Long Anti-NHS Privatisation pic

Privatisation: Killing the NHS, by David Sivier, A5, 34 pp. This is a longer pamphlet against the privatisation of the NHS. It traces the gradual privatisation of the Health Service back to Margaret Thatcher in the 1980s, John Major’s Private Finance Initiative in the 1990s, the Blair and Brown ‘New Labour’ governments, and finally David Cameron and the Conservatives. There is a real, imminent danger that the NHS will be broken up and privatised, as envisioned by Andrew Lansley’s, the author of the Tories’ Health and Social Care Act of 2012. This would return us to the conditions of poor and expensive healthcare that existed before the foundation of the NHS by the Clement Atlee’s Labour government in 1948. Already the Tories have passed legislation permitting ‘healthcare providers’ – which include private companies – to charge for NHS services.

The book is fully referenced, with a list of books for further reading, and organisations campaigning to preserve the NHS and its mission to provide universal, free healthcare.

If you would like one of the pamphlets, please get in touch using the contact form below. All details will of course be kept strictly confidential, and will not be passed on to third parties. If you only want single copies of the above, let me know and I’ll post them free to you.’

Now with the NHS facing a truly devastating crisis and the Tory and hard-right sharks circling and demanding its privatisation, I want to get these out to as many people as possible. And I’d be grateful for any ideas.

Of course, one way would simply be to have multiple copies of these pamphlets printed off and to set up a stall in town, and especially right when there’s a strike. But I only have a very small number of copies of the books around at the moment. Also, the myeloma means that I am not as mobile as I once was, and the council and bus companies in their infinite wisdom have cut the direct route from where I live into the centre of Bristol. But I’m hoping this might still be an option.

For the self-published book, one solution might be to go to see the buyer for my local branch of Waterstone’s and see if they would be interested in stocking it.

I’m also considering writing to my local Labour party and asking if they would be interested in stocking them, as well as contacting my local Labour MP to see if she would also like copies. I’m hesitant to do this, however, as I put the blame firmly where it lies – not just with Thatcher and the Tories, but also with Blair and New Labour. Kier Starmer is a true-blue Thatcherite and devoted follower of Blairism. He has said some ominous things about using the private sector to aid the NHS, even though it’s due to privatisation, as well as underfunding, that is responsible for this crisis. The local MP for south Bristol, Karen Smyth, is very firmly on the side of the health service, but she’s also an admirer of Starmer. Reading her messages about the health service, while she says much about how it’s been run down, she doesn’t condemn outsourcing. I can therefore see the pamphlets being extremely unwelcome in certain right-wing Labour circles.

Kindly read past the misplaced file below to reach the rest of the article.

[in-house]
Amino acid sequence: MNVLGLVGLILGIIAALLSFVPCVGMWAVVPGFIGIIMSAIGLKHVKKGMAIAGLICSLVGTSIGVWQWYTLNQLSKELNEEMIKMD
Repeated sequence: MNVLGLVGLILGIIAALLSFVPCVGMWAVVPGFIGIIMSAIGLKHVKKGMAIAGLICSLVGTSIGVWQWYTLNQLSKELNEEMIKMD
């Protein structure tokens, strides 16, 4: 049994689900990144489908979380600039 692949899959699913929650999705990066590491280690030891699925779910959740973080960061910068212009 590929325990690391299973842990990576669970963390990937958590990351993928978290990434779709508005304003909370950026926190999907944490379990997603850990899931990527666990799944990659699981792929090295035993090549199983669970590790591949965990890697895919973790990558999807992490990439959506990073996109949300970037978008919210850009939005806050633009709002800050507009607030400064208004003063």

Beyond this, any suggestions?

I’d be interested to know if there are any left-wing organisations that would be willing to accept copies of the book and pamphlet and/or publicise them. I’ve tried looking on Google for small press associations and organisations that might be suitable, but none have so far turned up. One possibility could be contacting some of the left-wing news and comment sites on YouTube and the Internet, but I’m not sure how willing they’d be to say anything about them. I haven’t had much luck in the past when I sent some of my literature to the Canary and a few others.

If you therefore have any ideas, please let me know in the comments section below.

Richard Tice: Cut Benefits to Stop Immigration

January 31, 2023

Michael Heaver is another hard-right YouTuber pushing Reform and praising Brexit to the rafters, despite the devastation this has wreaked on our economy and the lives and livelihood of British workers and businesses. If Brexit was a religion, his would be the blind faith of the true-blue Thatcherite fanatic. And this morning Heaver posted a video praising the latest effusion from Reform’s current fuehrer, Richard Tice. Tice is upset that 5.2 million people are in receipt of benefits. This, he declares, is one eighth of the working population. But at the same time, there are job vacancies going unfilled, which is why the government is importing foreigners. This is because some people on benefit are doing better than they would be if they were working, and so are leaving their jobs to live off benefits. The welfare state is properly there to support those genuinely in need, but people are using it as a lifestyle choice. We must therefore cut benefits in order to force people back to work so the government won’t import more foreigners as cheap labour.